With mergers and acquisitions abounding among the big players in television and multimedia, Chris Johnston tracks development
BRITAIN'S EDUCATIONAL information and communications technology sector is undergoing one of the most dramatic upheavals of its short life.
Granada Media's recent takeover of United News and Media's three ITV licences, including Anglia Television, will see Granada Learning absorb the operations of the Norwich-based operator's Anglia Multimedia business.
Granada Learning, which bills itself as the UK's leading educational multimedia company, is in an ambitious acquisition phase following its pound;19.65 million purchase in June of NFER-Nelson, which provides test and assessment products. It has also bought Letts, publishers of school and home study guides.
Steve Morrison, chief executive of Granada Media, said these and other acquisitions were part of the company's desire to become the UK's leading e-learning business.
Peter Stibbons, chief executive of Anglia Multimedia, said he was "extremely positive" about the prospect of a merger with an organisation so committed to education. "Granada Learning has a clear vision of what learning will be like in the electronic age," he said.
Combining Anglia Multimedia and AngliaCampus, the online service for schools it operates with BT, with Granada Learning "will create a major broadband education business", according to merger documents.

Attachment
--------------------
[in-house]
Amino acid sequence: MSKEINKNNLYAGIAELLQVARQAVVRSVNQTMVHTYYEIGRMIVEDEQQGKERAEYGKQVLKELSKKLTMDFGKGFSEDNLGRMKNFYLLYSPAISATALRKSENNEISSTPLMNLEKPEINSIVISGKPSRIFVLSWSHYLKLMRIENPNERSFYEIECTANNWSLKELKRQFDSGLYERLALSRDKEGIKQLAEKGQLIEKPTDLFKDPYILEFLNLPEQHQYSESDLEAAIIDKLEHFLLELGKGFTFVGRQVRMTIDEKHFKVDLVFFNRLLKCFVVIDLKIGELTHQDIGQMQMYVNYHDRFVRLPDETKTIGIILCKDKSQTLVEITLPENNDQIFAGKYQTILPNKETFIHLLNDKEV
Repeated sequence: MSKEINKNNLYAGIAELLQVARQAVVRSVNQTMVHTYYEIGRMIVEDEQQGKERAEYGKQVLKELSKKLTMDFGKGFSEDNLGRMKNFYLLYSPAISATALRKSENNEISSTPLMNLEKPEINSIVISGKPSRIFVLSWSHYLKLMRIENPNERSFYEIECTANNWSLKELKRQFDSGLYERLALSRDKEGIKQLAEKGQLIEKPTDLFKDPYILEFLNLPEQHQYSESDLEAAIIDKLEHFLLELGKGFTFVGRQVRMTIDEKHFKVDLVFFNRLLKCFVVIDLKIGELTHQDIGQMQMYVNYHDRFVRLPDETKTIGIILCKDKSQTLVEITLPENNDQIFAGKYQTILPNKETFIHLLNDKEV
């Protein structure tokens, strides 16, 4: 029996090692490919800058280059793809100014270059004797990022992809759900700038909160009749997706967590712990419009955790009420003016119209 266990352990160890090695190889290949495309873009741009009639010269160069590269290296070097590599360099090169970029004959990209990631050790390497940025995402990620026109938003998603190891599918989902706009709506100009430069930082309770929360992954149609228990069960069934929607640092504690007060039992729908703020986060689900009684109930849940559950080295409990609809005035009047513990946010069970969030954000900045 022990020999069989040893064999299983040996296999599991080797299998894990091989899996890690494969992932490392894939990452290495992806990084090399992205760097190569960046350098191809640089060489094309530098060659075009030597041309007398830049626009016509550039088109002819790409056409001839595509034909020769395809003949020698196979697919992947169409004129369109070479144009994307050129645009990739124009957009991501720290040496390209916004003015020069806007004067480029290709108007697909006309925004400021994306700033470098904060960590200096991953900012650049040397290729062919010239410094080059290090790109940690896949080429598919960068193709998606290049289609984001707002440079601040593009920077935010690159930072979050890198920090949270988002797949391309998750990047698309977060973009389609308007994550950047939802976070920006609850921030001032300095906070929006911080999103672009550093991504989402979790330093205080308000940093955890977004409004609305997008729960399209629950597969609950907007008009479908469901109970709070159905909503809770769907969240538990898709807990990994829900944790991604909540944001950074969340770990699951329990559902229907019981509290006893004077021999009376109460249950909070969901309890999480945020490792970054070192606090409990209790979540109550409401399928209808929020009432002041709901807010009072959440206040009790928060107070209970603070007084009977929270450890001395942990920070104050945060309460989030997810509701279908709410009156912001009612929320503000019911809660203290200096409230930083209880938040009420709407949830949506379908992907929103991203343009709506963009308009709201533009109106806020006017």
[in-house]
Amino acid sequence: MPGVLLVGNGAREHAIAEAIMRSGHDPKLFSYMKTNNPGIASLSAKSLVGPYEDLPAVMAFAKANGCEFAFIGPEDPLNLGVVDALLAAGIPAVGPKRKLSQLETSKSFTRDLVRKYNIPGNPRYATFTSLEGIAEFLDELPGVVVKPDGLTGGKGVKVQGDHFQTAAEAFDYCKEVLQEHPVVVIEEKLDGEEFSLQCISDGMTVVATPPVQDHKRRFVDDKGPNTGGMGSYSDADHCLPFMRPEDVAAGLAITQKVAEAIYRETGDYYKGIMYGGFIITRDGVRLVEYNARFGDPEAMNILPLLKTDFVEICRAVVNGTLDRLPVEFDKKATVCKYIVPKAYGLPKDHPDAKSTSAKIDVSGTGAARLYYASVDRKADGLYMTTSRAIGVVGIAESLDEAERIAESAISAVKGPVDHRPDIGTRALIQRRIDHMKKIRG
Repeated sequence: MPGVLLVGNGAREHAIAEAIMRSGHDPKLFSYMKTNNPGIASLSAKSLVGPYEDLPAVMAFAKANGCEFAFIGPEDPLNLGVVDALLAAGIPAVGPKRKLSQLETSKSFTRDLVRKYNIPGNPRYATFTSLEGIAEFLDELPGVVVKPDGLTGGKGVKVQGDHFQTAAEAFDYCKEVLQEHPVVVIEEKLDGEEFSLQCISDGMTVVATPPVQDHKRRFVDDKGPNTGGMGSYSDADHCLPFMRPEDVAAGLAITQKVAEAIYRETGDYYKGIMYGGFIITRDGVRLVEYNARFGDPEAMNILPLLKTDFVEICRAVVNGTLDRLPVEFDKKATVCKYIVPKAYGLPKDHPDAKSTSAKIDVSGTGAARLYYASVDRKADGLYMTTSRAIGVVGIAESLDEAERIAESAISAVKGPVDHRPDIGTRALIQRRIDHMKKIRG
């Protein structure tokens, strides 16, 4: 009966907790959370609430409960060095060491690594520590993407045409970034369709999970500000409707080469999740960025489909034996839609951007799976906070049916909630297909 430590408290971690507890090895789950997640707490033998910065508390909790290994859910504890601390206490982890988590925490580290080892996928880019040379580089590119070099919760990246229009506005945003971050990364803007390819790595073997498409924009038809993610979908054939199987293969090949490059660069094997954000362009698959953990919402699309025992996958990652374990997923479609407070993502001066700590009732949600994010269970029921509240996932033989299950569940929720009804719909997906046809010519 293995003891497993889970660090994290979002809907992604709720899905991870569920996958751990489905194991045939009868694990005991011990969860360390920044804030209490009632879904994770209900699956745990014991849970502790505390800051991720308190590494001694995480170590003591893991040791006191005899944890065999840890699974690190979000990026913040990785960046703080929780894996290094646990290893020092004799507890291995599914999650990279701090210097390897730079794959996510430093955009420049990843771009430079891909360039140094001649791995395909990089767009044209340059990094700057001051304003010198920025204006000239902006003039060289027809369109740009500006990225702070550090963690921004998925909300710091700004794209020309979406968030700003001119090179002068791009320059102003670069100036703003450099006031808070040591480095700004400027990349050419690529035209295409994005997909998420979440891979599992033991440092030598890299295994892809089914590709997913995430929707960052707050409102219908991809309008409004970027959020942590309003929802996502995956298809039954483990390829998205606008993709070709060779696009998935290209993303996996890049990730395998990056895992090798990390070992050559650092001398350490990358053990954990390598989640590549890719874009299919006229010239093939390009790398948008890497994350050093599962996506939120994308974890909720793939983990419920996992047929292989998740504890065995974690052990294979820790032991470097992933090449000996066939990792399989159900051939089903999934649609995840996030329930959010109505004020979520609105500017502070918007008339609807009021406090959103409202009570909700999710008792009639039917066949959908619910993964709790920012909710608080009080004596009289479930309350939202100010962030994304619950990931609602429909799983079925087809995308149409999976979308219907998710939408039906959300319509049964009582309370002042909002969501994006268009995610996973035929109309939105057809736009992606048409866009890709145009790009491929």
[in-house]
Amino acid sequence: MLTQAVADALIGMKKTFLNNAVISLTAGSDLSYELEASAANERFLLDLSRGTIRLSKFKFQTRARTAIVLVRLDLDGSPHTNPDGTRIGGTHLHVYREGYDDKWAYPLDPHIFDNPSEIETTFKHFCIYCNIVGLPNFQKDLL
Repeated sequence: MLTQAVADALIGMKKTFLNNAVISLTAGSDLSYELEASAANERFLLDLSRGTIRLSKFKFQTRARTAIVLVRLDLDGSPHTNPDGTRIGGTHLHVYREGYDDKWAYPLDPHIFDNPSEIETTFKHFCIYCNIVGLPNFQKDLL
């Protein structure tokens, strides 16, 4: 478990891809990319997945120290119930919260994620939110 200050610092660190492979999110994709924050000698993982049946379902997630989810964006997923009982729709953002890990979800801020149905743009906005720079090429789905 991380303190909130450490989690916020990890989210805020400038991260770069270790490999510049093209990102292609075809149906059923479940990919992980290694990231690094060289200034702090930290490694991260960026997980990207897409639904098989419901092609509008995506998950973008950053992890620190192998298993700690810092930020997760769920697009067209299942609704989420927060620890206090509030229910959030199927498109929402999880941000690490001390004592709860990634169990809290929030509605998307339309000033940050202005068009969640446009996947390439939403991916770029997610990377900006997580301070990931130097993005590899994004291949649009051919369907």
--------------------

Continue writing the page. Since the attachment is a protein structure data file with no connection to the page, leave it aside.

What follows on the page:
Paul Warren, corporate finance executive with analysts Capital Strategies, said Granada was looking to the home market as well as schools and would offer content on both the Internet and digital TV.
The merger means it is almost certain that the BBC and Granada will share a overnment contract to develop interactive GCSE modules for digital television. The two organisations and Anglia Multimedia had participated in trials earlier this year and a report, scheduled for May, is now expected in October. Granada is approaching the level of influence of education's biggest ICT firm, RM, which has just signed an important cross-licensing deal with US firm Riverdeep on interactive online content.
Meanwhile, Pearson, the world's largest educational publisher and owner of the Financial Times, has set its sights even more firmly on the education market with the $2.5 billion (pound;1.67 billion) purchase of US firm National Computer Systems in late July. NCS is the US's largest provider of student, curriculum, teaching and financial management software for schools and the biggest commercial processor of student assessment tests for primary and secondary schools.
Pearson also bought British publisher Dorling Kindersley for pound;311 million at the end of March. It promptly dismantled DK's distribution network, and no new CD-Roms will be published after December according to Peter Kindersley, who banked pound;105 million from the sale, has set up a foundation to support online pre-school educational projects, underprivileged children and the environment.
Despite the consolidation of the UK educational multimedia sector, Mr Kindersley said he did not believe small software developers would be squeezed out of the market.
Larger companies would increasingly rely on them in the same way TV networks depended on independent production companies for programmes and new ideas, he believed.